UF/IFAS Extension is an Equal Opportunity Institution.
A spotted seatrout caught last summer in the St. Andrew’s Bay system (an area now included in the new Western Panhandle Management Zone).
Photo credit: Mark Mauldin
Recently FWC (Florida Fish & Wildlife Conservation Commission) announced rule changes relating to spotted seatrout.
The text was taken directly from FWC press releases; details not pertinent to NW Florida were removed.
Several rule changes for spotted seatrout [went] into effect Feb. 1, including a closure to spotted seatrout harvest in the new Western Panhandle management zone. Spotted seatrout are one of Florida’s most popular inshore fisheries. The Florida Fish and Wildlife Conservation Commission (FWC) made these changes after reviewing the results of a recent stock assessment and gathering input from anglers. These changes were made to benefit spotted seatrout populations while continuing to provide quality fishing opportunities.
The following rules [went] into effect Feb. 1, 2020:
- Creating two new zones by splitting the Northwest spotted seatrout management zone into the: (See maps below.)
- Western Panhandle (Escambia County through the portions of Gulf County west of longitude 85 degrees, 13.76 minutes but NOT including Indian Pass/Indian Lagoon).
- Big Bend (remaining portion of Gulf County plus Indian Lagoon, and Franklin County through Fred Howard Park Causeway in Pinellas County).
- Reducing bag limits
- Western Panhandle: three fish (was five).
- Big Bend: five fish (no change).
- Modifying the recreational slot size limit from 15-to-20 inches to 15-to-19 inches total length.
- Allowing one seatrout over 19 inches per vessel (currently per harvester).
- Prohibiting captain and crew from keeping a bag limit on a for-hire trip.
- Re-establishing the February recreational closure in the Western Panhandle zone.
Learn more about spotted seatrout by visiting MyFWC.com/Marine and clicking on “Recreational Regulations” and “Spotted Seatrout.”
Newly-approved FWC Spotted seatraout management zones, effective February 1, 2020
Image source: www.myfwc.com
New boundary between the Western Panhandle and Big Bend spotted seatrout management zones effective Feb. 1, 2020.
Image source: www.myfwc.com
Earlier this week Governor DeSantis announced the dates for the 2020 Gulf Red Snapper Season – June 11 through July 25.
Governor Ron DeSantis Announces 2020 Gulf Red Snapper Season
Tallahassee, Fla. – Today, Governor Ron DeSantis announced the popular 2020 Gulf red snapper recreational season is set to open June 11 through July 25, with a possible fall reopening if quota is available. This season will apply to those fishing from private recreational vessels in Gulf state and federal waters, and to charter vessels that do not have a federal reef fish permit and are limited to fishing in state waters only.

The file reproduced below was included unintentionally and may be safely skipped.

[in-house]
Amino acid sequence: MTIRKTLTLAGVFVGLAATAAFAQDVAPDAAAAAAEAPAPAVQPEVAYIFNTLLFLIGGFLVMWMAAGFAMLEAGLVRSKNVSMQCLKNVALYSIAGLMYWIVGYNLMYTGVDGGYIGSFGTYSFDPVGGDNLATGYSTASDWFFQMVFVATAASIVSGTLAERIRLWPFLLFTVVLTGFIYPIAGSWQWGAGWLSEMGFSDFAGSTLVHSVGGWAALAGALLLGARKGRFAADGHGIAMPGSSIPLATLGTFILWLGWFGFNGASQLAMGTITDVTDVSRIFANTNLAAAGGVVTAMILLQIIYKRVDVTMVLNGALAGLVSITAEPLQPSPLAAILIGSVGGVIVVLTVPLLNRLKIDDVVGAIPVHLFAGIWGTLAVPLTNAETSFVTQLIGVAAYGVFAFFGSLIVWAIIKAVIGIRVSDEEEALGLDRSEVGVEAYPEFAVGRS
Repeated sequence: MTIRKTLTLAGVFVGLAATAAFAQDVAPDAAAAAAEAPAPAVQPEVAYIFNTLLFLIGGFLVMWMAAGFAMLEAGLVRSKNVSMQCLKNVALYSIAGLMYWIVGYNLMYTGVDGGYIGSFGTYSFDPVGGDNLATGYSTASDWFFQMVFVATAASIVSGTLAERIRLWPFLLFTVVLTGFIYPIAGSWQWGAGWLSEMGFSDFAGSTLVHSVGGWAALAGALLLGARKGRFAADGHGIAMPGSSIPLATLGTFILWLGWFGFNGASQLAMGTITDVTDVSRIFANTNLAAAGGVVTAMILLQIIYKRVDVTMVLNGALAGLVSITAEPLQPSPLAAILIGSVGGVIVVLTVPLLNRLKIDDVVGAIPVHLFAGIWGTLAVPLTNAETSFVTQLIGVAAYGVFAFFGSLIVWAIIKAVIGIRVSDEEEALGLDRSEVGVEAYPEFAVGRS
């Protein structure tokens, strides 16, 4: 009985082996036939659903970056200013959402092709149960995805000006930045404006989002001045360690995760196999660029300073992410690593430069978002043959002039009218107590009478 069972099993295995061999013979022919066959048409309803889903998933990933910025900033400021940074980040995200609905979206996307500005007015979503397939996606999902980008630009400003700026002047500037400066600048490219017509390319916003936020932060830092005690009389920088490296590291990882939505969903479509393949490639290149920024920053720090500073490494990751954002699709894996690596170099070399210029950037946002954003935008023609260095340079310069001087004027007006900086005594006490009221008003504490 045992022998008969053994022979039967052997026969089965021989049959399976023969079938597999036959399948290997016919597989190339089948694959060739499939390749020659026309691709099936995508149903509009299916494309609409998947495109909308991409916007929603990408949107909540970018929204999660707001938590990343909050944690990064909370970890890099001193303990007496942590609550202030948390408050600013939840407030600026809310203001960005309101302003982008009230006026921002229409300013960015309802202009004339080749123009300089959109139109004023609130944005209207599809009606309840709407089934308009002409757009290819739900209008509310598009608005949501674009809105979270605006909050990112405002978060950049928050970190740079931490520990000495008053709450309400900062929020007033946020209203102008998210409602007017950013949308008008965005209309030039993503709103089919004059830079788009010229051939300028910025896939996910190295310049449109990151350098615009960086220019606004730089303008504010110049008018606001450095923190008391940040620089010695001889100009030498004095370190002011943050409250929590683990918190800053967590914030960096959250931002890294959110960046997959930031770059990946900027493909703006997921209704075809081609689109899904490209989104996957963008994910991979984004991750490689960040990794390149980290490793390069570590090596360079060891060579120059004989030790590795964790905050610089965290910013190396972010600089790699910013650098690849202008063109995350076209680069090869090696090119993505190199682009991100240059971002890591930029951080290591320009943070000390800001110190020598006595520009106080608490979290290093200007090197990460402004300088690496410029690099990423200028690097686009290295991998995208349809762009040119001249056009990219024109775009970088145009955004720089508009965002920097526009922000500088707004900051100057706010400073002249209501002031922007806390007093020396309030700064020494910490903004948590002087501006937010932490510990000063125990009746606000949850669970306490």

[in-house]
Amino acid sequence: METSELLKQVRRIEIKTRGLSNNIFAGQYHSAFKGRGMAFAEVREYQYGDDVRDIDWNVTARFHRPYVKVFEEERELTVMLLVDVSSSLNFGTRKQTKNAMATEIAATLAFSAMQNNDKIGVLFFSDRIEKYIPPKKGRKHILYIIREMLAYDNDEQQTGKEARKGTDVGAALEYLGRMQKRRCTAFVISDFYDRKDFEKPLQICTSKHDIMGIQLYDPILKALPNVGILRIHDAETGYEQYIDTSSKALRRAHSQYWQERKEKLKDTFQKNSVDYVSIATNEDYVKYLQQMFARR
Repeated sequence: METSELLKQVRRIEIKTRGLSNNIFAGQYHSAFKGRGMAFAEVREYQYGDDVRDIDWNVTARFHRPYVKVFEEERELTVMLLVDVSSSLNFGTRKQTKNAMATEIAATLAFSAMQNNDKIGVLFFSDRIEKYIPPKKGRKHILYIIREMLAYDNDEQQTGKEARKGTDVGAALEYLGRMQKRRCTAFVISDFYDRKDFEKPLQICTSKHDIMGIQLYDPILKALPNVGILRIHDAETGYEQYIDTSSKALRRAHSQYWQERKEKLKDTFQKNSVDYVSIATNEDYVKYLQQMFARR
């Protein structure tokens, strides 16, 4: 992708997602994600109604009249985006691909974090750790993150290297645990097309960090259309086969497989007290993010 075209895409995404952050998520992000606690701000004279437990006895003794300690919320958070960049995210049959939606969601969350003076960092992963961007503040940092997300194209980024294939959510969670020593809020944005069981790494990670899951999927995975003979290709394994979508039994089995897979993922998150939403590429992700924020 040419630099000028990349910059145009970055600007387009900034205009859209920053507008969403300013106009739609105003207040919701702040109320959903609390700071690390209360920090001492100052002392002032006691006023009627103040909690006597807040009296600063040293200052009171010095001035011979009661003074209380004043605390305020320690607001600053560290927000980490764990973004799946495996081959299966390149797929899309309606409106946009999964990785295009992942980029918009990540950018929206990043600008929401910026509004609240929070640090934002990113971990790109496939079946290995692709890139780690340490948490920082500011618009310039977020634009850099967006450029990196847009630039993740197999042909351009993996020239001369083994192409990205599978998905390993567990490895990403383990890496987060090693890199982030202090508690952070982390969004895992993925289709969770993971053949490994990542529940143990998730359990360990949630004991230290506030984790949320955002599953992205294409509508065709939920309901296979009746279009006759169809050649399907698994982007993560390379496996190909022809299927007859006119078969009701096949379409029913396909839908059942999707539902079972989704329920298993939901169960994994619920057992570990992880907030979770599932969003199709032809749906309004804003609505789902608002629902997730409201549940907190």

Earlier this month, Florida was delegated authority to manage recreational red snapper harvest from private vessels in Gulf federal waters.
“I’m pleased to announce that our state’s good conservation practices are allowing us to have a 45-day Gulf red snapper season this year,” said Governor DeSantis. “Gulf red snapper season is always an exciting time for anglers and is just another reason why Florida remains the Fishing Capital of the World.”
“Gulf red snapper is a conservation and management success story for Florida anglers,” said Florida Fish and Wildlife Conservation Commission (FWC) chairman Robert Spottswood. “Just a few years ago, a 45-day season for red snapper in both state and federal waters was out of reach. Thank you to all the stakeholders and anglers who helped make this season possible by providing input and sharing information about their fishing trips.”
“FWC is proud to be able to work with our stakeholders to balance conservation with fishing opportunities for Gulf red snapper and we are excited to see what the future holds as FWC takes the unprecedented step of managing this resource in both state and federal waters of the Gulf,” said Spottswood.
For more on recreational snapper regulations, visit MyFWC.com/Marine and click on “Recreational Regulations” and “Snapper” under the “Reef Fish” tab.
Follow the link for more information on Snapper fishing in Florida – FWC Snappers
It’s a struggle to manage our Panhandle landscapes, especially over the late spring-summer months. Just remember, small adjustments can mean significant impacts in conserving water.
Some homeowners are not aware that watering plants too much can have as much of an ill effect as not watering enough. Shallow rooted plants, as well as newly set plants can easily become water stressed. Some people lightly water their plants each day. With this practice, one is only watering an inch or less of the topsoil. Most plant roots are deeper than this. Instead of a light watering every day, soaking the plant a few times a week is best. A soil that has been soaked will retain moisture for several days. This is a very good practice for young plants. In contrast, some people soak their plants to often. This essential drowns the roots by eliminating vital oxygen in the root zone. This can also cause root rot. Signs of overwatering are where leaves turn brown at the tips or edges, as well as leaf drop.
Figure 1: Rain Barrel.
Credit: UF/IFAS Florida-Friendly Landscaping.